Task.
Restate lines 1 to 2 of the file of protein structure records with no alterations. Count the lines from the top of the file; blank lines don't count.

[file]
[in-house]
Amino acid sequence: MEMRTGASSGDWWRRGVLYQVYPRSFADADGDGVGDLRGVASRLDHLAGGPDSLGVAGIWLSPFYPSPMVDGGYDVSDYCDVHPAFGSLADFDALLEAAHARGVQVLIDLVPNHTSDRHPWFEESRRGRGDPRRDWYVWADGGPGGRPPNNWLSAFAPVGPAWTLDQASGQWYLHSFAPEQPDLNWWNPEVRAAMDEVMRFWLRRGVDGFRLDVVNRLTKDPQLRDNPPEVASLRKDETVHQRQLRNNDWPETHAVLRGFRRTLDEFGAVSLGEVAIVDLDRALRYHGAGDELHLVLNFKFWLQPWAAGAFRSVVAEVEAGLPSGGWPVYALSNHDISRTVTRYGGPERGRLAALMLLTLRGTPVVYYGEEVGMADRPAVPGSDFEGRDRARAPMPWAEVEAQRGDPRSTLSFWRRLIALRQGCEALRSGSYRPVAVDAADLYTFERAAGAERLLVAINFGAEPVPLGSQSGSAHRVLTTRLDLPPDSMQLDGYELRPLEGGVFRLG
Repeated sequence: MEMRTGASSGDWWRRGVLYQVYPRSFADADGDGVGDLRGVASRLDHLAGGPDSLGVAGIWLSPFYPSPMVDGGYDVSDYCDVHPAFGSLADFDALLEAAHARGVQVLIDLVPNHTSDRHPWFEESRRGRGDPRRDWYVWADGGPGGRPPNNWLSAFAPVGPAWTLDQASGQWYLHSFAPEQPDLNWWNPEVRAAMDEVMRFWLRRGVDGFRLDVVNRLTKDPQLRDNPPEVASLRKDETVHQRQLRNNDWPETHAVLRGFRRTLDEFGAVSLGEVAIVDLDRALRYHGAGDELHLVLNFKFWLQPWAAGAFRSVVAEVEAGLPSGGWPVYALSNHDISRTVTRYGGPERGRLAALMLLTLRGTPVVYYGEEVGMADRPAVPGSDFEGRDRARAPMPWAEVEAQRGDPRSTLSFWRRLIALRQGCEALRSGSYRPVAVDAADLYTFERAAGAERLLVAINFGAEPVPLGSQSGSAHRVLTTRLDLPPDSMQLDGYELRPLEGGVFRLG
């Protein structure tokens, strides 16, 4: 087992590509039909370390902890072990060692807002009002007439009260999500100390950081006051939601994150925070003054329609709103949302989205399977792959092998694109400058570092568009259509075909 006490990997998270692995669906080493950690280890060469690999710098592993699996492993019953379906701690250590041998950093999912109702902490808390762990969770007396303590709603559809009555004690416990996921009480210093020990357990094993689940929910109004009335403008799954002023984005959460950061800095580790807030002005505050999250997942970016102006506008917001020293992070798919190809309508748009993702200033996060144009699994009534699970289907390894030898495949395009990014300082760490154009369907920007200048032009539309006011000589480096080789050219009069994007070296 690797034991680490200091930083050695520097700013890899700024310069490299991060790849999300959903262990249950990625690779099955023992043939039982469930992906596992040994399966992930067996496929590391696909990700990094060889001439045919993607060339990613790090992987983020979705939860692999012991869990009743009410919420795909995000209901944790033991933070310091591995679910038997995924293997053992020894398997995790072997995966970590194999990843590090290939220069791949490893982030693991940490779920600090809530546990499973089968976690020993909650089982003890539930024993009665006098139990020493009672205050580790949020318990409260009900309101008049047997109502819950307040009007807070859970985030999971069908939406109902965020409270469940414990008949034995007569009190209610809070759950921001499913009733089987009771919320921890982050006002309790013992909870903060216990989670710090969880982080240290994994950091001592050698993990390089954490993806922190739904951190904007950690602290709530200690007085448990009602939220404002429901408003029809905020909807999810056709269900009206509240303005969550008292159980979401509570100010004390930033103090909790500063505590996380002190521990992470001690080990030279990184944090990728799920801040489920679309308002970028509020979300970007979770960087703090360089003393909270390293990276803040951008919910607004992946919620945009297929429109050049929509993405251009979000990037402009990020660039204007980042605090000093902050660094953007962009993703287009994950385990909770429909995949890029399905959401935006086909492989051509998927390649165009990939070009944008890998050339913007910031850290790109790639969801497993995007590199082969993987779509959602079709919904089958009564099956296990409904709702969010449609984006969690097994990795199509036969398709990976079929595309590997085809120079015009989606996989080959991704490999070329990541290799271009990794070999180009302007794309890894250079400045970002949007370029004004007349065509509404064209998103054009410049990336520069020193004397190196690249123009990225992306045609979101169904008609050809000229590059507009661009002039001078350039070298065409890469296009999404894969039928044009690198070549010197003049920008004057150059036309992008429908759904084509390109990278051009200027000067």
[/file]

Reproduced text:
[in-house]
Amino acid sequence: MEMRTGASSGDWWRRGVLYQVYPRSFADADGDGVGDLRGVASRLDHLAGGPDSLGVAGIWLSPFYPSPMVDGGYDVSDYCDVHPAFGSLADFDALLEAAHARGVQVLIDLVPNHTSDRHPWFEESRRGRGDPRRDWYVWADGGPGGRPPNNWLSAFAPVGPAWTLDQASGQWYLHSFAPEQPDLNWWNPEVRAAMDEVMRFWLRRGVDGFRLDVVNRLTKDPQLRDNPPEVASLRKDETVHQRQLRNNDWPETHAVLRGFRRTLDEFGAVSLGEVAIVDLDRALRYHGAGDELHLVLNFKFWLQPWAAGAFRSVVAEVEAGLPSGGWPVYALSNHDISRTVTRYGGPERGRLAALMLLTLRGTPVVYYGEEVGMADRPAVPGSDFEGRDRARAPMPWAEVEAQRGDPRSTLSFWRRLIALRQGCEALRSGSYRPVAVDAADLYTFERAAGAERLLVAINFGAEPVPLGSQSGSAHRVLTTRLDLPPDSMQLDGYELRPLEGGVFRLG